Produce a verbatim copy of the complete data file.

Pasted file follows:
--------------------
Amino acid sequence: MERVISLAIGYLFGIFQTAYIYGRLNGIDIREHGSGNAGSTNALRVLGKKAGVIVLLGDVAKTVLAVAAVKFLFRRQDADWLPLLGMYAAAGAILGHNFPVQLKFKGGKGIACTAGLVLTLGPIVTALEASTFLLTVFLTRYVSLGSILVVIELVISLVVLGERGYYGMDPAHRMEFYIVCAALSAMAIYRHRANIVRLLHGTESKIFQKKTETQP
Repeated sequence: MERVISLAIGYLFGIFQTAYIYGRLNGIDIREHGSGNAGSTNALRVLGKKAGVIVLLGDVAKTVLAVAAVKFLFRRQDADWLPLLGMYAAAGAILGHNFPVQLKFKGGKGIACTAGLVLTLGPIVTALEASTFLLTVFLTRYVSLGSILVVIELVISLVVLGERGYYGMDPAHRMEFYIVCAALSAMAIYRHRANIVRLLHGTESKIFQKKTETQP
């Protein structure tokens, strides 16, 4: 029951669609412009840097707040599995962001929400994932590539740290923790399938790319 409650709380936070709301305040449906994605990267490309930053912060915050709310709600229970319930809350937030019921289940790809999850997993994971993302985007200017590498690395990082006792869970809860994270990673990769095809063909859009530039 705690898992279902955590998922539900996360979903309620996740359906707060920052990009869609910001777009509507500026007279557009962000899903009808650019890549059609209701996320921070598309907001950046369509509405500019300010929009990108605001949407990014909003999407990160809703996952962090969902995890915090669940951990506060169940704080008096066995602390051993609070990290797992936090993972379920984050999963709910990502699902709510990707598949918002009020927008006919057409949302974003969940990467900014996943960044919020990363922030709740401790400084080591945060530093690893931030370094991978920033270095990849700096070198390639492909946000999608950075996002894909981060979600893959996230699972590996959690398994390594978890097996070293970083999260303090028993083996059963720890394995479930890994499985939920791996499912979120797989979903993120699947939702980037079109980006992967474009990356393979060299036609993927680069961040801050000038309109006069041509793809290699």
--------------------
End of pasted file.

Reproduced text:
Amino acid sequence: MERVISLAIGYLFGIFQTAYIYGRLNGIDIREHGSGNAGSTNALRVLGKKAGVIVLLGDVAKTVLAVAAVKFLFRRQDADWLPLLGMYAAAGAILGHNFPVQLKFKGGKGIACTAGLVLTLGPIVTALEASTFLLTVFLTRYVSLGSILVVIELVISLVVLGERGYYGMDPAHRMEFYIVCAALSAMAIYRHRANIVRLLHGTESKIFQKKTETQP
Repeated sequence: MERVISLAIGYLFGIFQTAYIYGRLNGIDIREHGSGNAGSTNALRVLGKKAGVIVLLGDVAKTVLAVAAVKFLFRRQDADWLPLLGMYAAAGAILGHNFPVQLKFKGGKGIACTAGLVLTLGPIVTALEASTFLLTVFLTRYVSLGSILVVIELVISLVVLGERGYYGMDPAHRMEFYIVCAALSAMAIYRHRANIVRLLHGTESKIFQKKTETQP
């Protein structure tokens, strides 16, 4: 029951669609412009840097707040599995962001929400994932590539740290923790399938790319 409650709380936070709301305040449906994605990267490309930053912060915050709310709600229970319930809350937030019921289940790809999850997993994971993302985007200017590498690395990082006792869970809860994270990673990769095809063909859009530039 705690898992279902955590998922539900996360979903309620996740359906707060920052990009869609910001777009509507500026007279557009962000899903009808650019890549059609209701996320921070598309907001950046369509509405500019300010929009990108605001949407990014909003999407990160809703996952962090969902995890915090669940951990506060169940704080008096066995602390051993609070990290797992936090993972379920984050999963709910990502699902709510990707598949918002009020927008006919057409949302974003969940990467900014996943960044919020990363922030709740401790400084080591945060530093690893931030370094991978920033270095990849700096070198390639492909946000999608950075996002894909981060979600893959996230699972590996959690398994390594978890097996070293970083999260303090028993083996059963720890394995479930890994499985939920791996499912979120797989979903993120699947939702980037079109980006992967474009990356393979060299036609993927680069961040801050000038309109006069041509793809290699």